The new paper published by Durham University and the University of Illinois in Chicago, suggests that what was previously thought to be an invisible planet on the edge of the Solar System is in fact an ancient blackhole. The Scientists claim the new conclusion explains the phenomena taking place better than anything else that has previously been proposed.
The researchers expressed their concern over the findings, as the outer reaches of the Solar System displays “odd” gravitational orbit anomalies.
Concerns were raised further when Poland’s Optical Gravitational Lensing Experiment (OGLE) recorded a set of gravitational anomalies.
The oddities of the gravitational pull led the university’s researchers to propose the presence of a primordial black hole (PBH) in place of what scientists have previously called “Planet 9”.
They believe the black hole to be ancient, created within the first second after the Big Bang, that has somehow been captured by our solar system.
Scientists think a black hole may be lingering at the edge of the Solar System
The proposed black hole is in our Solar system
The authors consider this idea every bit as likely as a Planet 9.
The potential existence of a black hole sitting on the edge of the Solar System prompts the question of whether the Earth and surrounding planets will one day be drawn into it.
Fears have been furthered as scientists explained that if the black hole hypothesis is true and is located in the same area as the proposed Planet 9, it is around 56billion miles away from Earth.
This is less then a single light year – 6trillion miles – extremely close in astronomical terms.
Previous papers pointed towards an invisible ‘Planet 9’
Though, Professor Scholtz was quick to play-down any fears, explaining: “For normal black holes you need to have at least a solar mass because it is created out of a star.
“These primordial black holes can be much lighter; for example, an Earth mass, or in fact, even lighter.”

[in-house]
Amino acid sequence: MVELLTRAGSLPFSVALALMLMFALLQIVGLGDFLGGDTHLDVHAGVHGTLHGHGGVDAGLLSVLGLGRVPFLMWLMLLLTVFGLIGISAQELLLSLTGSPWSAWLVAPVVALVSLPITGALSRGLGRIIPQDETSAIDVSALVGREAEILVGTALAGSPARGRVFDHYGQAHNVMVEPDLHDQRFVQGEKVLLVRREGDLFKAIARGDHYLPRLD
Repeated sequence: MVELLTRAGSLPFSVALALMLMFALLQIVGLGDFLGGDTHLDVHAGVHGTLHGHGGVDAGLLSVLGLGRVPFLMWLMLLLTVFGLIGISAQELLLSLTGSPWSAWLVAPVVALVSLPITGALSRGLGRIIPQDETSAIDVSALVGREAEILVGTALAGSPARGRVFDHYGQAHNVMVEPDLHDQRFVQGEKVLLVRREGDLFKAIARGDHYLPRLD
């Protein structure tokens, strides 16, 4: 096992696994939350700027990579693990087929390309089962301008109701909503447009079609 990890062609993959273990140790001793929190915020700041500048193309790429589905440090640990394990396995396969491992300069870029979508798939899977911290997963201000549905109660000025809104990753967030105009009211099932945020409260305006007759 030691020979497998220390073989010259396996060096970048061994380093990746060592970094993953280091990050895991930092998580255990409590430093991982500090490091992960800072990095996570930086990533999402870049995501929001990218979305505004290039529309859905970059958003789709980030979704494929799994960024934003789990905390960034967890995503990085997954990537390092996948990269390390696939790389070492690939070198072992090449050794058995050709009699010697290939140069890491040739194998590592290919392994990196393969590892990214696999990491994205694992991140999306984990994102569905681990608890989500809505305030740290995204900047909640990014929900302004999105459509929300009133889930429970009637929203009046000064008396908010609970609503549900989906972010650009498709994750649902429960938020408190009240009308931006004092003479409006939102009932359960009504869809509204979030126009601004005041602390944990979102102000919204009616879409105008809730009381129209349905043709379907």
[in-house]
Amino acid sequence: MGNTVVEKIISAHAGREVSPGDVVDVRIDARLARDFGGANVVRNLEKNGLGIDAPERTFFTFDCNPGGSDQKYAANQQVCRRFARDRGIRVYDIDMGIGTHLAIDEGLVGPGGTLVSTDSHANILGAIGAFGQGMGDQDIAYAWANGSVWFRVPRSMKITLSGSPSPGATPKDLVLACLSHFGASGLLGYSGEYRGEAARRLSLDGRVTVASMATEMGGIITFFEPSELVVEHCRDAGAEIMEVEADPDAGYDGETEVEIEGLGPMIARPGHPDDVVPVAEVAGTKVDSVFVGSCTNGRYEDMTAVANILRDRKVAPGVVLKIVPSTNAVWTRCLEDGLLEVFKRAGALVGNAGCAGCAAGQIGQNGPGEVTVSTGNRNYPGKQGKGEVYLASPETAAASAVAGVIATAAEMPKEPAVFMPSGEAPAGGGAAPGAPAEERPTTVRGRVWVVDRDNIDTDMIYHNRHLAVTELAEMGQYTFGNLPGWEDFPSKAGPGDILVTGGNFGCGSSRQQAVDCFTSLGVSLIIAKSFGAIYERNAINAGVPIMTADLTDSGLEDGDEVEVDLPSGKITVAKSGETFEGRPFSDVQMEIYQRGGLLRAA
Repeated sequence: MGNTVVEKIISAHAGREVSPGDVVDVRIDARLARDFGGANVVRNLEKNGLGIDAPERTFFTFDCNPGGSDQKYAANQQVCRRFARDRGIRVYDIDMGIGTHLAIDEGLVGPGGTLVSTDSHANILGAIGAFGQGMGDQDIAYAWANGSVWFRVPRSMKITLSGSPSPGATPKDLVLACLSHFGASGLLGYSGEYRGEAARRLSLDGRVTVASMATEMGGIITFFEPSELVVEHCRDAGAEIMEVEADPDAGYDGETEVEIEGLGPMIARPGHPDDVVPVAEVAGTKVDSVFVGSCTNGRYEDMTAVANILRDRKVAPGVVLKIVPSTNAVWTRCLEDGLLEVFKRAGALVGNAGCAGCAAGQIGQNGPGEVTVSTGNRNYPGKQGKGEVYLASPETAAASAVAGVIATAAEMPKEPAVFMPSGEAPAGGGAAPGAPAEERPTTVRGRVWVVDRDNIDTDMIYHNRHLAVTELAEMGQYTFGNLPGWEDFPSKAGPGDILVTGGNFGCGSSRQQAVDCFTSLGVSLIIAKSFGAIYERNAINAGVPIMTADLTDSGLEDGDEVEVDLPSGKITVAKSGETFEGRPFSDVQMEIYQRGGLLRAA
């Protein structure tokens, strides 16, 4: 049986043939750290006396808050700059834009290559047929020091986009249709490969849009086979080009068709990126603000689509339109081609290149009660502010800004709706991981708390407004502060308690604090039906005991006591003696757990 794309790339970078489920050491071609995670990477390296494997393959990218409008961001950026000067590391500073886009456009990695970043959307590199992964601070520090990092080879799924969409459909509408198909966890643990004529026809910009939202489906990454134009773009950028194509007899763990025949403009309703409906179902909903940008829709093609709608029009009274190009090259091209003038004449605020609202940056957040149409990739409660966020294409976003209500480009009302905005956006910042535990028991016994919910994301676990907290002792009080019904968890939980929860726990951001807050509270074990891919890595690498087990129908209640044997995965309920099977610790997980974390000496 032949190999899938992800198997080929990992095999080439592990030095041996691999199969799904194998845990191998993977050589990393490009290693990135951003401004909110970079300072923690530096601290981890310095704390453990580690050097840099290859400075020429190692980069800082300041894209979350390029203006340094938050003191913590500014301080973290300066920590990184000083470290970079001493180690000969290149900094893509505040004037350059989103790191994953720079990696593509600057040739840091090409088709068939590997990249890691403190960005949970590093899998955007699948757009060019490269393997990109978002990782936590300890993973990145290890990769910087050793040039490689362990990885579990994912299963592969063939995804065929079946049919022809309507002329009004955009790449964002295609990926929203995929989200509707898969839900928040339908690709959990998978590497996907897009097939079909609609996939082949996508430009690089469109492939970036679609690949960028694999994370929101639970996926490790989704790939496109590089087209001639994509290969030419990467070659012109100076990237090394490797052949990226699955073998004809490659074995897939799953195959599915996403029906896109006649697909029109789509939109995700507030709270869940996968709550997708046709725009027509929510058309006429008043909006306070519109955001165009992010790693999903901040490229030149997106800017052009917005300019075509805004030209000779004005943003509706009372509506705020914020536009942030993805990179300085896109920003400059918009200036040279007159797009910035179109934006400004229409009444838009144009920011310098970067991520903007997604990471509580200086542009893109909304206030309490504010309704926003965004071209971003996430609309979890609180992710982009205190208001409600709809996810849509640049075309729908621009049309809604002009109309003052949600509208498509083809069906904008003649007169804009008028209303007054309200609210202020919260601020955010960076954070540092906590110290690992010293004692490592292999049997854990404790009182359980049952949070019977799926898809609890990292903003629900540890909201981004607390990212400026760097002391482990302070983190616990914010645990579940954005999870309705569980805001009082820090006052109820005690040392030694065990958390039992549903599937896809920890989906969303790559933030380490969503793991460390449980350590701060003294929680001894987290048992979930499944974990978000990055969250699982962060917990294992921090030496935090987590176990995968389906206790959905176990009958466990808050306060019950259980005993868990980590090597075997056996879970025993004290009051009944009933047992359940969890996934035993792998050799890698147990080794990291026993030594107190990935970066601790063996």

This means the proposed black hole would be tiny and likely not big enough to worry about.
The scientists have also said the likelihood of the mass being a black hole or a planet are very similar.
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James Unwin, of the University of Illinois, said: “A solution with an ordinary planet and a solution with an exotic compact object like a primordial black hole are very similar.”
Professor Unwin and Durham University’s lead researcher, Jakub Scholtz, said both phenomena “can be simultaneously explained by a new population of astrophysical bodies with mass several times that of Earth.”
They went as far as to suggest that the presence of a black hole would be easier to comprehend, as a Planet 9 would require a re-thinking of planetary formation given that it would be a free-floating member of a solar system.
Intriguingly, the scientists say, the proposed PBH may ultimately be more observable than Planet 9 has proven to be, if indirectly.
Nothing can escape a black hole once matter passes the event horizon
Professor Scholtz and Unwin say confirmation of a PBH could be achieved by capturing gamma-ray signals from its microhalo composed of dark matter.
Though dark matter is currently invisible to humans, with no way to directly observe it, scientists believe that the fatal interactions between dark matter and normal matter at the edge of the PBH would produce gamma “annihilation signals” that devices such as the Fermi Space Telescope or the Chandra X-ray Observatory could detect.
The microhalo in question might extend hundreds of thousands of mules from the black hole’s centre.
Professor Unwin said: “We actually expect [annihilation signals] to happen at quite a significant rate.
“These things have the potential to just be glowing sources in the sky.”
The paper published by Professor Scholtz and Unwin is still under peer review and hasn’t yet been published in its final form, so there may yet be some attention brought to certain methods and reasonings that led to the conclusion.
Scientists say the black hole would be astronomically close to Earth
It is also a new idea – the first of its kind, with the anomalous orbit largely being considered to be down to a rogue planet, of which many have called Planet 9.
The two scientists told UIC Today that they were fully aware of how outlandish their proposal might seem at first glance, but were quick to justify their conclusion.
Professor Unwin said: “We’re not saying that it can’t be a planet, we’re saying it need not be a planet.
“The important point is that this extends the experimental search needed to find this object we believe may be in the outer Solar system.”